South Africa cricket faces ‘ban’ crisis
South Africa’s cricket is in massive crisis after the country’s official cricket board, Cricket South Africa, was suspended and it’s operations were taken over by SASCOC (South African Sports Confederation and Olympic Committee), which is a government body. SASCOC said the decision for CSA to step aside was taken after, failing to share a damning report that led to the sacking of former chief executive Thabang Moroe some nine months after he was first suspended. It also follows heavy criticism from sponsors and national team players, the latter accusing the board of “self-interest” in failing to deal adequately with the contents of the report, and the postponement of an Annual General Meeting scheduled for Sept. 5 which was to elect a new president after Chris Nenzani resigned last month.
The battle lines have been drawn. SASCOC is the macro-body that oversees sport in South Africa and has the power to rein in its federations, of which CSA is one, if deemed to be acting improperly. In a statement, Cricket South Africa has said that it does not agree with the resolution taken by SASCOC and has not had the opportunity to engage with SASCOC on various issues raised in the communication. It has also sought legal advice.
The ICC (International Cricket Council) forbades any kind of government interference in the day-to-day functioning of the cricket boards in the country. For South Africa, this step could see a ban from international cricket until the issue is not sorted out. For many South African cricketers, this is an instance of history repeating itself after 50 years.
In 1969/70, South Africa were dominating cricket and the crescendo came when they whitewashed Australia 4-0 in the series. However, for the next 22 years, South Africa would be banned from not just international cricket, but all sports totally.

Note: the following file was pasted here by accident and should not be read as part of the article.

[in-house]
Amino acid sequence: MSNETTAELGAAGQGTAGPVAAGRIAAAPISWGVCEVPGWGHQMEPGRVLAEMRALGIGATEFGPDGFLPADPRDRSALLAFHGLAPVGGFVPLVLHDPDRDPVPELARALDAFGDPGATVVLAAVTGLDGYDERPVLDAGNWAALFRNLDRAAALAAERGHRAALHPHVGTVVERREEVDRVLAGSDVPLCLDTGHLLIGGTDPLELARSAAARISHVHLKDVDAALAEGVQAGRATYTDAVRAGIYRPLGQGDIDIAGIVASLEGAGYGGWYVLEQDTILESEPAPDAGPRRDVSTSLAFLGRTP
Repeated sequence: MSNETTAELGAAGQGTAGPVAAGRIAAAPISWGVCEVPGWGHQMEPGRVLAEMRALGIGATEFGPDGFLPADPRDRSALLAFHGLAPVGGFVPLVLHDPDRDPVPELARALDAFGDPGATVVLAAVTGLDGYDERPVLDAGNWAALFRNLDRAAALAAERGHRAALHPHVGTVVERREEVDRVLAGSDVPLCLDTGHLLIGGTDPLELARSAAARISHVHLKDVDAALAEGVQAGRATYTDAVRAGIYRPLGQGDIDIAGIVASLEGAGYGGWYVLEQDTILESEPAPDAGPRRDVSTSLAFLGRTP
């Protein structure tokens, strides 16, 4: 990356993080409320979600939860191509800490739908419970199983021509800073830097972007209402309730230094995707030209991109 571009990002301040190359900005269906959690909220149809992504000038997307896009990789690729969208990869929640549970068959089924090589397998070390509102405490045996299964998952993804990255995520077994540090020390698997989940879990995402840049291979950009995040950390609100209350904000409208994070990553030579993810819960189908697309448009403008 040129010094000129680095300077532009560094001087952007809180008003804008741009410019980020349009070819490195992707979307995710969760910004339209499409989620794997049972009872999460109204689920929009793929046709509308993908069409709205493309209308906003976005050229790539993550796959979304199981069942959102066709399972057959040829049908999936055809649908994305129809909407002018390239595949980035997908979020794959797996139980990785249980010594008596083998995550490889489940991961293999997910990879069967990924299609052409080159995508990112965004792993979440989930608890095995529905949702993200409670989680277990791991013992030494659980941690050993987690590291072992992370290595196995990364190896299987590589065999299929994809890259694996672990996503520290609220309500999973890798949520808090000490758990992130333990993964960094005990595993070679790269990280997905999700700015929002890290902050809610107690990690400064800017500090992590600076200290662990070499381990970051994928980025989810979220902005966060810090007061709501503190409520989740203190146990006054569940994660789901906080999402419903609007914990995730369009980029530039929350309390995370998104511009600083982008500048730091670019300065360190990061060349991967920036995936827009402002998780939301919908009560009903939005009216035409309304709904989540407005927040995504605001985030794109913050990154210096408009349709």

What were the reasons? The Apartheid policy of the South African government at that time. Certain acts like the Group Area Permits and the Racial Segregation Act was the cornerstone upon which South Africa’s racism was institutionalized. The Gleneagles agreement, signed in 1977, prohibited any kind of sporting contact with South Africa.
The Proteas, starved of international cricket, organised Rebel Tours of England, Sri Lanka, West Indies and Australia and were met with very limited success. The players of the countries who toured South Africa suffered immensely. West Indies and Sri Lanka players were handed life bans while England’s players were banned for just three years.
In 1991, after Nelson Mandela was released and Prime Minister FW de Klerk relaxed some policies, South Africa was greeted back int the international arena. Their first tour was to India in 1991, a country that they had no diplomatic relations ever. After their tour to India, they were part of the 1992 World Cup and the first official international team to tour South Africa after the end of Apartheid was India itself.
For 22 years, South Africa was robbed due to the government’s Apartheid policy. 50 years later, government interference due to alleged ‘malpractises and maladministration’ within Cricket South Africa might force the ICC to usher in a ban. At the same time, South Africa’s neighbours Zimbabwe were also banned for a short while in 2019 due to government interference in the board. For South Africa, it seems history might be repeating itself all over again.